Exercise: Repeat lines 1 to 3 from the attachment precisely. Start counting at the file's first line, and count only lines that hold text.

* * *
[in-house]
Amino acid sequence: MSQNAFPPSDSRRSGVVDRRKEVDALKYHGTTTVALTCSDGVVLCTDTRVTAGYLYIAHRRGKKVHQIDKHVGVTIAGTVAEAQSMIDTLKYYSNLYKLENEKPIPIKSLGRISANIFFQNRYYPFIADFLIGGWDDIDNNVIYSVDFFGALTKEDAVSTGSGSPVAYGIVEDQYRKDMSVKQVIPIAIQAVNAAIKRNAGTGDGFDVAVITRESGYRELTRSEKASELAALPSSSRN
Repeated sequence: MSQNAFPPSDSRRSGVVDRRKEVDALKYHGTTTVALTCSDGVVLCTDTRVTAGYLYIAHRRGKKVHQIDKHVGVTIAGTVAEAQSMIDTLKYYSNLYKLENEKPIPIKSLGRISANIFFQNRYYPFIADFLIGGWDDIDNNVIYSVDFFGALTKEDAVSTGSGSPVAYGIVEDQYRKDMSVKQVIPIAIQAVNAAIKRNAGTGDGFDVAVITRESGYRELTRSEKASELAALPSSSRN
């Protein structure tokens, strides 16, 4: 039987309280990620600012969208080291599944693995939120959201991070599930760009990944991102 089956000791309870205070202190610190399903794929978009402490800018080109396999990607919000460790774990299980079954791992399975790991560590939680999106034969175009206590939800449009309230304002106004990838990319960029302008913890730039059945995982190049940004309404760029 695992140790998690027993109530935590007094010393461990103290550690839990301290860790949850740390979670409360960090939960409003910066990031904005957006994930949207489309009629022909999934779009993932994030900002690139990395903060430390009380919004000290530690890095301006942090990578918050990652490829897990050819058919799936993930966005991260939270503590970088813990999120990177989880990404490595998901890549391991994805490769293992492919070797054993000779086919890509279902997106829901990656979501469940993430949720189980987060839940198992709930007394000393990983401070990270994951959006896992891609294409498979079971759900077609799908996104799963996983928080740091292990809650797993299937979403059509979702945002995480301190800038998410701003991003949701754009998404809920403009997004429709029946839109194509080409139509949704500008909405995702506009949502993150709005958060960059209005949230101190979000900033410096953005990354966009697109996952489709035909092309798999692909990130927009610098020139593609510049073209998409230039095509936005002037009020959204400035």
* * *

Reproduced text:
[in-house]
Amino acid sequence: MSQNAFPPSDSRRSGVVDRRKEVDALKYHGTTTVALTCSDGVVLCTDTRVTAGYLYIAHRRGKKVHQIDKHVGVTIAGTVAEAQSMIDTLKYYSNLYKLENEKPIPIKSLGRISANIFFQNRYYPFIADFLIGGWDDIDNNVIYSVDFFGALTKEDAVSTGSGSPVAYGIVEDQYRKDMSVKQVIPIAIQAVNAAIKRNAGTGDGFDVAVITRESGYRELTRSEKASELAALPSSSRN
Repeated sequence: MSQNAFPPSDSRRSGVVDRRKEVDALKYHGTTTVALTCSDGVVLCTDTRVTAGYLYIAHRRGKKVHQIDKHVGVTIAGTVAEAQSMIDTLKYYSNLYKLENEKPIPIKSLGRISANIFFQNRYYPFIADFLIGGWDDIDNNVIYSVDFFGALTKEDAVSTGSGSPVAYGIVEDQYRKDMSVKQVIPIAIQAVNAAIKRNAGTGDGFDVAVITRESGYRELTRSEKASELAALPSSSRN